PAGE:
Spanish NIE for EU Citizens

Contributor(s): Laura Imiola & Carlos Arrioja
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    When a European citizen settles in Spain, he or she will soon discover that “having a NIE” is a key requirement. A NIE for european citizens is needed to open an account at the bank, to set up Wi-Fi in your new home; it’s requested at job interviews and when you’re joining up at your local gym.

    This article looks at what the NIE is, why you have to have it and how to get it. If you still have questions at the end of the article, you can count on the services of Eres Legal to apply for the NIE.

    What is a NIE in Spain?

    NIE stands for “Número de identificación de extranjeros”, which means “Foreigner identification number”.

    The NIE for EU citizens is usually assigned as part of the “Certificado de registro de ciudadano de la Unión Europea” (EU registration certificate). This certificate is a green card that carries personal data of the holder, their NIE number and the date on which the certificate was issued. The EU registration certificate does not contain biometric data (photograph or fingerprints) and therefore it is not an identity document. It must be presented together with another identity document.

    Why do you have to get a NIE?

    Spanish law states that people from the European Union and European Economic Area (EEA) have the right to enter, leave, circulate within, and reside freely in Spanish territory. However, these rights are contingent on the individual complying with certain formalities, including that those who reside in Spain for more than 90 days must request a registration certificate.

    Note that the mere fact of staying or residing in Spain for more than three months is not enough for the registration certificate to be granted; certain conditions must be met.

    How do you get the NIE in Spain?

    To look at the regulations, the process to obtain a NIE in Spain of obtaining a NIE appears to be very straightforward. However, it is not that simple, and difficulties when applying for the registration certificate are encountered frequently.

    Apply for spanish NIE online

    First, you have to book an appointment with the police, which is done online. In large cities, the lack of appointment availability is a constant issue. It is not uncommon to have to spend many hours in front of a screen trying to get an appointment. It is useful to note here that the applicant may attend any police station in the province where he or she resides: not necessarily the closest one to his/her address.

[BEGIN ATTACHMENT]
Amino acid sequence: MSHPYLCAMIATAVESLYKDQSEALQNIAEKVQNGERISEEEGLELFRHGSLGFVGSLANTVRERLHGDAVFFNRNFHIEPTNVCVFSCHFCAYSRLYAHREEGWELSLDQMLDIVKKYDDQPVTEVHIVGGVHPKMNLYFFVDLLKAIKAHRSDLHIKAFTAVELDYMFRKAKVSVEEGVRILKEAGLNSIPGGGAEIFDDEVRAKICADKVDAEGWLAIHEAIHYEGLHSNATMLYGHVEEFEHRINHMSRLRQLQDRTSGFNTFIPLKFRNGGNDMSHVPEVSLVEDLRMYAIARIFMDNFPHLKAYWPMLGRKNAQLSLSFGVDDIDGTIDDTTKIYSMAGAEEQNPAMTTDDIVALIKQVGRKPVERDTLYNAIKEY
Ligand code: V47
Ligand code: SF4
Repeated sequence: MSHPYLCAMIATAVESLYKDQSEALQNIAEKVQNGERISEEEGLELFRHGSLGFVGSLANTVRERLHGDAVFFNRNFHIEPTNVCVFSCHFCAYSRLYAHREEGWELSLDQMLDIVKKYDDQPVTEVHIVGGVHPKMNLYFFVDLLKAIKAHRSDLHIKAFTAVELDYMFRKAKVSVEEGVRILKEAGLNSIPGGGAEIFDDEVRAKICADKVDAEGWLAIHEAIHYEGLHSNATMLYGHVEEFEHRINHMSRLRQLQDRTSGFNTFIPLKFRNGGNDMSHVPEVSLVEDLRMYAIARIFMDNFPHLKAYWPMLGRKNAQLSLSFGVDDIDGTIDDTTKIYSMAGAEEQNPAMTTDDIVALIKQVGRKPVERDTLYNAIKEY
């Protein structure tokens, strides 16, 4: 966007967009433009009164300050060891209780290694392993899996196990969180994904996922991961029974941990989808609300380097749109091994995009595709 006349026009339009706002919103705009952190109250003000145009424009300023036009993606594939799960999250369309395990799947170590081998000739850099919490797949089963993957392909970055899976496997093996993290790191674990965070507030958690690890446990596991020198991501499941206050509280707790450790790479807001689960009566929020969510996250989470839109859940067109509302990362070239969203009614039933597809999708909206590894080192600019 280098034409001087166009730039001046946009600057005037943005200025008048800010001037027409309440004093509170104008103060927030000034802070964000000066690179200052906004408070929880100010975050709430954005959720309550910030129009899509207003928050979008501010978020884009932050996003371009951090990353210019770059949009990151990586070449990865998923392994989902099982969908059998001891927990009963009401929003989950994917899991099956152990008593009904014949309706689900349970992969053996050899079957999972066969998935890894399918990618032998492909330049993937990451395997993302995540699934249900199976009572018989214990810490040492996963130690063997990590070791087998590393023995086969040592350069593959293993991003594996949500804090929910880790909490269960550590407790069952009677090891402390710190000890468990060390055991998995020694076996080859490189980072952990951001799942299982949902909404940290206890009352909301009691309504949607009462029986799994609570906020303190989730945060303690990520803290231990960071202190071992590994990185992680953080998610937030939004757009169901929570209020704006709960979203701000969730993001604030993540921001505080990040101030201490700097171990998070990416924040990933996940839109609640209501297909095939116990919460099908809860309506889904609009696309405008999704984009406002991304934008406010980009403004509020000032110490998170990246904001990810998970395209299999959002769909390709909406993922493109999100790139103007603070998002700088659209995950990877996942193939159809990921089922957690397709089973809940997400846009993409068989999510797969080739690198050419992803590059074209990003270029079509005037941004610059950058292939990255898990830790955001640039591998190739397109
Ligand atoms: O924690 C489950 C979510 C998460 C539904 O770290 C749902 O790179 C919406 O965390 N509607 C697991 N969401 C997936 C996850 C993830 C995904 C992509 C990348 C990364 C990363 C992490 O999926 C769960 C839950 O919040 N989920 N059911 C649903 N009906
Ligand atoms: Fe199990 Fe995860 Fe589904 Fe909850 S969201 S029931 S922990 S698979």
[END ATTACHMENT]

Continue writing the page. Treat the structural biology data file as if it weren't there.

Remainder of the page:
The general requirement to support the application is to show that the applicant has a) medical coverage and b) the financial means to support him/herself in Spain.

    What documents do I need?

    However, it is common to find differences in documentary requirements depending on the police station and on the provincein order to apply for the NIE. For example, in some police stations, the evidence of town hall registration (volante de empadronamiento) is required, but not in others. Another example is that in Barcelona, it is possible to obtain the registration certificate prior to the applicant starting work, provided a company letter stating the job offer is submitted in support of the application. However, in Madrid we can only request the registration certificate once the applicant has already started working; social security registration is required as part of the application. These challenges that occur when getting a NIE in Spain can cause stress and frustration and lead some applicants to give up hope altogether.

    Requirements may also vary at the discretion of the official looking at the application, so that even two people in the same circumstances and applying at the same police station can end up having different results. It is therefore advisable to bring as much supporting documentation as possible and to double check current requirements at the police station before going to the appointment.

    What happens if after three months in Spain the registration certificate has not been obtained?

    People in this situation are liable for a fine of between €100 and €600 for not having complied with the duty to register, although the risk is minimal, and we have very rarely seen it applied.

    Failure to comply with the registration obligation does not result in deportation. However, the consequences from a practical point of view are the complications mentioned at the start of this article: you can’t open a Spanish bank account without NIE, nor hiring services and other procedures that are necessary to start living in Spain.

    You can contact us, we will assist you with the NIE application process.

    Real Decreto 240/2007, de 16 de febrero, sobre entrada, libre circulación y residencia en España de ciudadanos de los Estados miembros de la Unión Europea y de otros Estados parte en el Acuerdo sobre el Espacio Económico Europeo. (Enlace al boe)

    Orden PRE/1490/2012, de 9 de julio de 2012 por la que se dictan normas para la aplicación del artículo 7 del real decreto 240/2007, de 16 de febrero, sobre entrada, libre circulación y residencia en españa de ciudadanos de los estados miembros de la unión europea y de otros estados parte en el acuerdo sobre el espacio económico europeo (Enlace al Boletín del Estado)

    3 Ley Orgánica 4/2015, de 30 de marzo, de protección de la seguridad ciudadana. Art 37, num. 10 y Art. 39, Ap. 1

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